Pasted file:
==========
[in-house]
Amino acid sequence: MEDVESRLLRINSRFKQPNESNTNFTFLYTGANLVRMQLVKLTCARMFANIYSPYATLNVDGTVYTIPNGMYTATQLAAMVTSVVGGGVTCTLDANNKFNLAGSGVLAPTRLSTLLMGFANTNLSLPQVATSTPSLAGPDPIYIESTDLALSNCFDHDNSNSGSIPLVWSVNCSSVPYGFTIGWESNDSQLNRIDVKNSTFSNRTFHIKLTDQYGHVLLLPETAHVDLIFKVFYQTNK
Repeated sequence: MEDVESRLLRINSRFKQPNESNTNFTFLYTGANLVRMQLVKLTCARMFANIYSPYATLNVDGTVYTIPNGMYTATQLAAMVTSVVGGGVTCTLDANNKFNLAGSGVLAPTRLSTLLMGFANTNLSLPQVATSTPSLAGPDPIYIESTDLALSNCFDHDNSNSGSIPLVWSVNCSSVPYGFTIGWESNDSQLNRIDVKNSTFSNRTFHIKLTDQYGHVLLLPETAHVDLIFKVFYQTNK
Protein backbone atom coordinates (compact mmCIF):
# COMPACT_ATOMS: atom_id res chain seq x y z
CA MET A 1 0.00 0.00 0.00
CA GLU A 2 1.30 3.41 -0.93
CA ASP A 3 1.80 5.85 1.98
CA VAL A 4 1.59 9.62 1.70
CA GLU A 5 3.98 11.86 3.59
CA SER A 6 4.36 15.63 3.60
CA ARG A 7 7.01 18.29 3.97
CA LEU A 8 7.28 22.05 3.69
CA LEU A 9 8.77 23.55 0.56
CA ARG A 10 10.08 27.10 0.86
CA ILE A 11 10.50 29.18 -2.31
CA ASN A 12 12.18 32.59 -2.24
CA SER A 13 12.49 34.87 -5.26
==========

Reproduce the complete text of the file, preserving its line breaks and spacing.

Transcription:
[in-house]
Amino acid sequence: MEDVESRLLRINSRFKQPNESNTNFTFLYTGANLVRMQLVKLTCARMFANIYSPYATLNVDGTVYTIPNGMYTATQLAAMVTSVVGGGVTCTLDANNKFNLAGSGVLAPTRLSTLLMGFANTNLSLPQVATSTPSLAGPDPIYIESTDLALSNCFDHDNSNSGSIPLVWSVNCSSVPYGFTIGWESNDSQLNRIDVKNSTFSNRTFHIKLTDQYGHVLLLPETAHVDLIFKVFYQTNK
Repeated sequence: MEDVESRLLRINSRFKQPNESNTNFTFLYTGANLVRMQLVKLTCARMFANIYSPYATLNVDGTVYTIPNGMYTATQLAAMVTSVVGGGVTCTLDANNKFNLAGSGVLAPTRLSTLLMGFANTNLSLPQVATSTPSLAGPDPIYIESTDLALSNCFDHDNSNSGSIPLVWSVNCSSVPYGFTIGWESNDSQLNRIDVKNSTFSNRTFHIKLTDQYGHVLLLPETAHVDLIFKVFYQTNK
Protein backbone atom coordinates (compact mmCIF):
# COMPACT_ATOMS: atom_id res chain seq x y z
CA MET A 1 0.00 0.00 0.00
CA GLU A 2 1.30 3.41 -0.93
CA ASP A 3 1.80 5.85 1.98
CA VAL A 4 1.59 9.62 1.70
CA GLU A 5 3.98 11.86 3.59
CA SER A 6 4.36 15.63 3.60
CA ARG A 7 7.01 18.29 3.97
CA LEU A 8 7.28 22.05 3.69
CA LEU A 9 8.77 23.55 0.56
CA ARG A 10 10.08 27.10 0.86
CA ILE A 11 10.50 29.18 -2.31
CA ASN A 12 12.18 32.59 -2.24
CA SER A 13 12.49 34.87 -5.26